Friday, March 17, 2006
back from the south
Of Ohio, that is. I spent my time taking 107 pictures of my grandsons, reading a book about multiplying hippos to my grandsons, making brownies for my grandsons (although they only had a tiny bite each), and going to the mall with my grandsons where they rode on the merry-go-round and the vibating helicopter.
I did have some time to eat though, notably at Pizza Crossing, and at the auction I went to (with my grandsons, among others). Pizza Crossing is the premier place to eat pizza in Logan, Ohio, and in my opinion, the world, except for Italy. They do a thin-crust pizza, quite crispy, a not-too-sweet sauce, light hand with the cheese (which not everyone likes, I know, although I do), and a plethora of toppings. Check out their on-line menu. "We deliver," it says, but unfortunately, not to Cleveland.
Auction food is a whole genre in itself. I don't know if this phenomenon is peculiar to southeast Ohio, but at auctions down there, there is always food, and an auction is judged partly by the quality of what's on offer. At the auction I went to last week in Circleville, the women who was making the food was as much a draw as the glass and pottery. One couple told me they'd come just for the food and the fun--their own interests ran more to furniture and antique tools.
I was torn--I wanted to try the green beans, but I settled on Chicken and Noodles, a regional specialty I'd had before and couldn't resist. These noodles are more like dumplings made in a fat noodle-shape--very toothsome, with an eggy resistance, served in a chickeny stew, with bits of chicken. It's all about the noodles, in my opinion; you don't want too much chicken to overshadow them.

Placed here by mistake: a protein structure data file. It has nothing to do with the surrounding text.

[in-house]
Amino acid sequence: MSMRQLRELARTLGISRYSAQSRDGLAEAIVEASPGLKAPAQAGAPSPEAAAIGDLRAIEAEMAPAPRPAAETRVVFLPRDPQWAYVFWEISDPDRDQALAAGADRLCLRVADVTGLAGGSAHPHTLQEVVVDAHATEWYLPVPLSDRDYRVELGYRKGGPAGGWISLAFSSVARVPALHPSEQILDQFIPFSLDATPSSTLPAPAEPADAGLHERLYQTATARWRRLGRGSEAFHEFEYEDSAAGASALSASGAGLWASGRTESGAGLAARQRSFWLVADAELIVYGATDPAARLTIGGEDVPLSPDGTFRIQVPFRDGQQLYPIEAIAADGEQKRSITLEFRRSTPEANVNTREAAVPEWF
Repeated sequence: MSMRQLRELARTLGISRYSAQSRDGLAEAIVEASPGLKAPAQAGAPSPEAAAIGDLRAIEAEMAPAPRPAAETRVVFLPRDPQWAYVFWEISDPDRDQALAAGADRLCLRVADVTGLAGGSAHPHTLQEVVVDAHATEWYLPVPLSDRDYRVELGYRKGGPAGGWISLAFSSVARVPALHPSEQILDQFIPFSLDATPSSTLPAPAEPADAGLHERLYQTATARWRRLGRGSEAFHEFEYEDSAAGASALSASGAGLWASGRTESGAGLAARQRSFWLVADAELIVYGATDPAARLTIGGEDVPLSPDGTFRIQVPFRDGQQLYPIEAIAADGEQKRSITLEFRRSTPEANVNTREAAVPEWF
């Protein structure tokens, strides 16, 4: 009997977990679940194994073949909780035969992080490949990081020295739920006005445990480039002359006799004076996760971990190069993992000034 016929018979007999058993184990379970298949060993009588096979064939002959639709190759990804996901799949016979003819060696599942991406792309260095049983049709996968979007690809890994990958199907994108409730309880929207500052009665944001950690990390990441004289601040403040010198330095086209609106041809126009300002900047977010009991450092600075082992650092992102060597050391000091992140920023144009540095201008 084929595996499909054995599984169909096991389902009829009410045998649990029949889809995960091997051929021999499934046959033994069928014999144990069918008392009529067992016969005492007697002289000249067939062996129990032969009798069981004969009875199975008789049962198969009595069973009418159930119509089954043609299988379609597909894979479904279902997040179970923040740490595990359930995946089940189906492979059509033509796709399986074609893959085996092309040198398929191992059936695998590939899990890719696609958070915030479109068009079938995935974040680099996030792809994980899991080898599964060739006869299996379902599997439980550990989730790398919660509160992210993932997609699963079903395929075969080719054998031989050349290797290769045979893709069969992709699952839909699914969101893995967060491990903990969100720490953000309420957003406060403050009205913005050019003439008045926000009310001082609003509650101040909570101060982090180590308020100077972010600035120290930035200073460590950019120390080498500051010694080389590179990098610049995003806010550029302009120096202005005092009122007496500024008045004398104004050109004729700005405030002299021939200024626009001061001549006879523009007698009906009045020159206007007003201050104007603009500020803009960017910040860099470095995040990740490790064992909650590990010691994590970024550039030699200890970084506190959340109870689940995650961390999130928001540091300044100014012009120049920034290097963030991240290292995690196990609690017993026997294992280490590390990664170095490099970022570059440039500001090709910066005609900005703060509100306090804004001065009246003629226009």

Auction food is also pie- and cake-centered. I have to admit I've never had auction cake, because auction pie is so good. A cherry/rhubarb pie I had at an auction two summers ago is still bright in my memory. That particular auction food was made by a church group raising funds for (I think) a new communion table, and I was lucky enough to get one of them to give me the pie crust recipe.
This time I went for the coconut cream pie, which was not too sweet, dense with coconut, and topped by a high and light meringue. I wish my photo could do it justice. I also bought a cut-glass vase with a pineapple pattern and a 14-inch glass candlewick platter. I had my eye on some George and Martha Washington salt and pepper shakers and a small but charming green vase, but the grandsons were not as enthralled with the auction as I was, so we left early. Just as well, for I heard later that the small and unremarkable green vase was Warwick (whatever that is) and went for almost $200.
Posted by mary grimm at 10:59 AM